Distinguished Guests, Dear Friends, Ladies and Gentlemen:
I am honored to speak at this Truman-Reagan Freedom dinner.
Let me first congratulate Chen Guangcheng, my hero and my hometown fellow. The Truman-Reagan Freedom Medal awarded to Chen Guangcheng is deserved and timely. Recent news reports attributed Beijing’s relaxation of “One Child Policy” to demographic calculations. True. But world condemnation of that brutal practice was also a factor. Chen Guangcheng courageously challenged that policy in defending its victims. Worldwide publicity about his persecution and brave escape added to the embarrassing exposure of the policy. And now, even at the expense of hardship to his relatives in China, Chen Guangcheng continues to be a powerful voice insisting that China’s human rights abuse should not be overlooked.
I greatly admire how the Victims of Communism Memorial Foundation’s defense of freedom has far exceeded the expectations of its congressional creators.
Under Chairman Edwards’ inspired leadership, the Foundation has vividly documented the horrors Communism inflicted, and reminded Washington, and indeed the world, of that that nightmare must not be repeated. It is critical because, as Harvard philosopher Santayana warned us: “Those who forget the past are condemned to repeat it.”
Today the Foundation is also a vital part of the coalition supporting the victims of Communist China’s current human rights abuse. Director Marion Smith’s dynamic energy helps keep the Foundation at the center of every aspect of that effort.
The China Forum the Foundation is hosting is the second event this week where I have witnessed both the bonds that unite everyone devoted to liberty and the growing focus on it’s repression in China. I just returned a couple of hours ago from the World Movement for Democracy conference in Seoul, Korea. There, Beijing’s denial of fundamental freedoms was held up as a leading example of the current worldwide resurgence or continuation of authoritarianism. So despite Xi Jinping’s constant propaganda and efforts to downplay or sidetrack world attention from his war on liberty, the whole world is still watching, and, more important, acting.
At the Seoul conference, participants, from autocracies as well as democracies, all recognized that the reluctance and inaction on the part of the US and other major democracies to confront the world’s dictators on human rights issues have emboldened the recent worldwide democracy recession, and that that reluctance and inaction have in turn harmed the global security and national interests of these various democracies. The participants committed to striving, through grass roots efforts of civil societies and academia as well as legislation and policy making processes, to turn this situation around. Among many other action recommendations, I made a proposal which I would like to repeat tonight and respectfully ask you to consider.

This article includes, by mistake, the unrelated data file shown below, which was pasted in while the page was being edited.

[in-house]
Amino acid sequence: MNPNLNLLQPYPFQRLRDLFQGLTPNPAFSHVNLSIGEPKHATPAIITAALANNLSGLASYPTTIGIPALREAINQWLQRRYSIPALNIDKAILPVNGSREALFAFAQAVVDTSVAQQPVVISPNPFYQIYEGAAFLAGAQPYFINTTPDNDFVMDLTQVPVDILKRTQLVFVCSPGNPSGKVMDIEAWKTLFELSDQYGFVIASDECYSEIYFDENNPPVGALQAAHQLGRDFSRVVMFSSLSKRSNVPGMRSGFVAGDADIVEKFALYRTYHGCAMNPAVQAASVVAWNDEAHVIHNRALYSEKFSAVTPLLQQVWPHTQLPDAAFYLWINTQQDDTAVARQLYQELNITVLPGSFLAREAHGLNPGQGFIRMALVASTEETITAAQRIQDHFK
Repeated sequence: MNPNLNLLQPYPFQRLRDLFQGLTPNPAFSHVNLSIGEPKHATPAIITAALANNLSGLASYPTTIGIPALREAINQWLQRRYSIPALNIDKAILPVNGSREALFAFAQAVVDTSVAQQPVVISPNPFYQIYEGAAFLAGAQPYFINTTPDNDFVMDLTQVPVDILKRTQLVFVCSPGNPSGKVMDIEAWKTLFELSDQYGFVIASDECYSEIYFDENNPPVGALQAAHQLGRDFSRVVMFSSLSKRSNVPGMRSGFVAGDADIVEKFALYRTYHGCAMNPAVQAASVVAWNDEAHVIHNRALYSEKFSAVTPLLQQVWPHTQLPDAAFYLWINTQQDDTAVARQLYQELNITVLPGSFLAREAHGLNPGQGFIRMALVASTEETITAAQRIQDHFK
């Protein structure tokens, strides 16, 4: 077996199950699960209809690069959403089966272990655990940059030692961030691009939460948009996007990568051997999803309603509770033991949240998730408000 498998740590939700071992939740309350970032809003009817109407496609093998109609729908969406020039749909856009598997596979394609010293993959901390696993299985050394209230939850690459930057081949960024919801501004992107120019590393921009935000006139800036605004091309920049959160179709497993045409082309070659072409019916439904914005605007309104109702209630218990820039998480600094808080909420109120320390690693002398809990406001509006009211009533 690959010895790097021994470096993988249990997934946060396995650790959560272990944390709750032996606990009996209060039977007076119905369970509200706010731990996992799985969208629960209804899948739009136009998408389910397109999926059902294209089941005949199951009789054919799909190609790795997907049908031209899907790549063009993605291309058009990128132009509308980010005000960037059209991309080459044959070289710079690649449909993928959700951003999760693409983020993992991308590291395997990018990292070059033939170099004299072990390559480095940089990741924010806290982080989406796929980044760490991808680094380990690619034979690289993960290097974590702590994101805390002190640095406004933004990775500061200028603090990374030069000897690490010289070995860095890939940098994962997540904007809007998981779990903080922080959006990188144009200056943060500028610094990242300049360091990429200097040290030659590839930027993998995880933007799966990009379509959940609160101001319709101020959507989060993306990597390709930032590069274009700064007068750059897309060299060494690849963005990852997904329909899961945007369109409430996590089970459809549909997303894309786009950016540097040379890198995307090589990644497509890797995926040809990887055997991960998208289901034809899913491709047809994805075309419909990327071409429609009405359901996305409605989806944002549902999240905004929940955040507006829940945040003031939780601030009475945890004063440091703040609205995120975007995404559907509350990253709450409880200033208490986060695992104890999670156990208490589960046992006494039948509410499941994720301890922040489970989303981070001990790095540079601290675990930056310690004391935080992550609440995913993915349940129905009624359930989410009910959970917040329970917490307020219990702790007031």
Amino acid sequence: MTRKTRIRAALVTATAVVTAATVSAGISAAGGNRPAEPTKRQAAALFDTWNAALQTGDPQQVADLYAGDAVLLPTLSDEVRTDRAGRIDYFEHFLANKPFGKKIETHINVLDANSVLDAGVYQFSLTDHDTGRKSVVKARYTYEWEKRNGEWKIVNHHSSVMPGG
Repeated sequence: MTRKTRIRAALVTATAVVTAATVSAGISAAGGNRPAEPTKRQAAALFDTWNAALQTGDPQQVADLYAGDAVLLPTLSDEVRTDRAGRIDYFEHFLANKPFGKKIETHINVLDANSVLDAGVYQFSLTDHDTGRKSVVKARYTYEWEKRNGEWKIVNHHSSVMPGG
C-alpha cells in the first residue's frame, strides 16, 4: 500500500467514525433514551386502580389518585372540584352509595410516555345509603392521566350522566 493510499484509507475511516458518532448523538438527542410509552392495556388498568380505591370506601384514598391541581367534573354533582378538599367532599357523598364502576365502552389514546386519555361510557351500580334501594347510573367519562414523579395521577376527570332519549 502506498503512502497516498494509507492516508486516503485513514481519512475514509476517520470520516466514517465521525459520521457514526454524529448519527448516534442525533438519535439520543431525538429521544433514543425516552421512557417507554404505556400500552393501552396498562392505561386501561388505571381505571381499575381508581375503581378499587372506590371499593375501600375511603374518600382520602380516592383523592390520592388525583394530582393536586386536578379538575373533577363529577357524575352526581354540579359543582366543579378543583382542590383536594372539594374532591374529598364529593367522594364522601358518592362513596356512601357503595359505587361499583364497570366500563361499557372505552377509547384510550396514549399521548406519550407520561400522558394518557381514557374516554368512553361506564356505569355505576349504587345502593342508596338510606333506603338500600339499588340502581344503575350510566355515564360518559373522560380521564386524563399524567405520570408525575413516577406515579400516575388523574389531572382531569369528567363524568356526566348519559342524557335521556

I propose to build on the authoritative Freedom House Index of Freedom in the World which rates countries on their upholding political rights and civil liberties for their citizens. Published annually since 1972, the survey ratings, and their explanations, have been used by policymakers, the media, international corporations, civic activists, and human rights defenders to monitor trends in democracy and track improvements and setbacks in freedom worldwide.
I propose that we all urge Freedom House to produce a second, parallel rating system, this time of the world’s real democracies. The index could be called the “Freedom House Index of Nations’ Effort to Promote Freedom in the World”. The index would rank countries on the basis of what efforts they make to help promote political rights and civil liberties in other nations – especially in the most flagrant abusers of those rights and liberties like China.
This may seem like a small step. To paraphrase a famous astronaut, if we could realize this proposal, I believe we would indeed be taking “ a giant step forward toward freedom for all mankind.”